Lyndsey Bolton (School Improvement Leader), Rachael Sharpe (Executive Headteacher) and Neil Moir (CEO) form the Character Education Team at Alumnis Multi Academy Trust (MAT). In this blog, the team describe the approach to character education that they have taken across the Alumnis MAT.
An Inspiring Approach to Character Education
In a society where education is constantly changing, expectations are continually evolving and teachers are regularly reassessing the ‘what’ of their practice. Our Character Education Team decided to take time to consider the ‘why.’
As educators, many of us will have entered the profession with a passion to develop the whole child, to not only equip children with the academic skills to succeed in adult life but to ensure that they are grounded in positive values, and can grow to become active and positive citizens. The well-being of society is often a shared destination by all educationalists but clouded by expectations and attainment forced upon the profession.
In the last twelve months, in a time where Covid-19 has made us all feel like we have lost so much, the schools across our Multi Academy Trust have been determined to reshape and refresh the learning for all children. Reflecting now, it is overwhelming how much more our children and school communities have gained since re-placing the focus of success on the importance of growth in character and seeing character development as the foundation to all success.
What We Do and How We Do It
A year ago, we developed and embedded in our curriculum a layered character education approach which was written and developed based on the Trust’s vision of ‘Inspiring Changemakers’. As a Trust, we acknowledge that each child is unique – growing and learning in a multitude of ways. The approach we have rolled out across nine primary schools, from ages 2-11, aims to develop an explicit awareness of the importance and impact of growth in virtues and character on children as unique flourishing individuals. We do not believe that character flourishes if taught solely in isolation or left to chance. Truly strong character develops when it is caught, taught and sought, and when virtues are discovered, explored and discussed, made sense of and then ultimately applied in the right way.
Our approach has seen all our schools, through the work of our Character Leads, develop character education that is taught explicitly, and which provides children with opportunities to put virtues into action. This approach is designed as part of our C360 holistic curriculum, with character as a firm cornerstone connecting all other elements of learning together. Our Trust currently consists of a range of primary schools all sharing a vision to innovate school improvement with character at its core.
Children across our Trust live and learn in schools where displays, conversations, relationships and attitudes all breathe character and virtue language. We use character language in shaping behaviour and attitudes as well as using it to enhance and expand curriculum-based learning opportunities. We developed planning for children in Early Years, Key Stage One and Key Stage Two classes, and we are about to embark on developing our approach further by working closely with secondary schools. Children are taught core character virtues each half term through whole school assemblies/worships and through class group times, and they explore core virtues through stories, texts and linked opportunities in other curriculum areas.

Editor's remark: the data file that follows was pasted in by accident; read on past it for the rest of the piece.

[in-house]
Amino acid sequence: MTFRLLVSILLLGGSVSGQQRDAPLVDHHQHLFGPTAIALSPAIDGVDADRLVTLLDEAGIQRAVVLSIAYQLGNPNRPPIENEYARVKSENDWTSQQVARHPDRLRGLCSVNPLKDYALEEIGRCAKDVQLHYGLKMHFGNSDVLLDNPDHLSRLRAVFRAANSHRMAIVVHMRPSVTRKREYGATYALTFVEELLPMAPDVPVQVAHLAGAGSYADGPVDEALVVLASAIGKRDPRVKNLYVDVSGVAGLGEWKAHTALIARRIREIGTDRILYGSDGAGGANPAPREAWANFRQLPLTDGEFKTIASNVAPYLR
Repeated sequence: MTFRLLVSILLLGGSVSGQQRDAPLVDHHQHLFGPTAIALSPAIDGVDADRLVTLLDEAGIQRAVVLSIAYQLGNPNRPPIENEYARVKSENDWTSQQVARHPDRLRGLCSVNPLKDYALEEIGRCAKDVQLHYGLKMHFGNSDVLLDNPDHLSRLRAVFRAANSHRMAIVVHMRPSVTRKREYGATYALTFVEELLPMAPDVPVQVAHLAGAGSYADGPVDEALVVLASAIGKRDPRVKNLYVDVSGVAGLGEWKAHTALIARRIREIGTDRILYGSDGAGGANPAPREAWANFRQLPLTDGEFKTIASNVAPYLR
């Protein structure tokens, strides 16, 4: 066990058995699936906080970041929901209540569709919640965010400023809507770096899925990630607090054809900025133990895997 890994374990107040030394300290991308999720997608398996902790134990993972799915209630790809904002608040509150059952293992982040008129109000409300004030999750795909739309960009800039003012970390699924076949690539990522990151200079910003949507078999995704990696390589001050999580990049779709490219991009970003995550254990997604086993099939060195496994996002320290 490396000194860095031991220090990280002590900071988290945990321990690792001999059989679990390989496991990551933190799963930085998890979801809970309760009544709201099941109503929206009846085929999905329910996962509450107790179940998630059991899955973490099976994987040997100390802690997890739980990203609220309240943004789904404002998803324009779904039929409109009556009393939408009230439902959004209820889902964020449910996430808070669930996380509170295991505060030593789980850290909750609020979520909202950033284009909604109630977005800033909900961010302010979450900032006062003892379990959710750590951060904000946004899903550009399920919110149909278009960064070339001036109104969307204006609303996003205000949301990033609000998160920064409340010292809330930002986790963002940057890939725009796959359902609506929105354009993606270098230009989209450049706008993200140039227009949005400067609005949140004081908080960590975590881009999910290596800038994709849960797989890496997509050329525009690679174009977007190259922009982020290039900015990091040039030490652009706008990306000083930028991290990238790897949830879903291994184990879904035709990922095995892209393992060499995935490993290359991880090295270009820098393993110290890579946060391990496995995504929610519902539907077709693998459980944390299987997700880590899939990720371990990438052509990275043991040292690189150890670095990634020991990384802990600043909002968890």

The children at our schools are motivated and enthused to achieve our six Inspiring Changemaker Challenge Awards as we seek to encourage and recognise virtuous action. Each term, our children take part in a range of co-curricular activities that give them the opportunity to put virtues into action. These opportunities range from fundraising events, delivering presentations, visits, volunteering, taking on leadership roles, and skill building to name a few. Through these opportunities, we have seen the greatest growth in character from our learners. We have seen children grow in confidence, co-operation, scholarship, courage and compassion; this has had a direct impact on them having ownership of their learning, character and wellbeing.
We also see our parents playing a vital role in developing the whole child. Therefore, we involve and engage our parents in the language and importance of character in a range of workshops, through newsletters, events, digital communication and social media platforms, and for our older KS2 children, their own Chromebooks.
Our Trust inspires a vision for our children to be the best version of themselves, and we believe that now, more than ever, we have a responsibility and role to play as adults to model and encourage strong character, influencing a new generation of Inspiring Changemakers!
The arrogance of a Trust that says ‘We also see our parents playing a vital role in developing the whole child.’ You don’t say. Not a single mention of family or community. Speaks volumes for the type of aspiring conglomerate tripe being rolled out. Fundamentally, this sounds like the Church of England’s approach with the virtues changed to challenges. It sounds corporate and very much a sales pitch.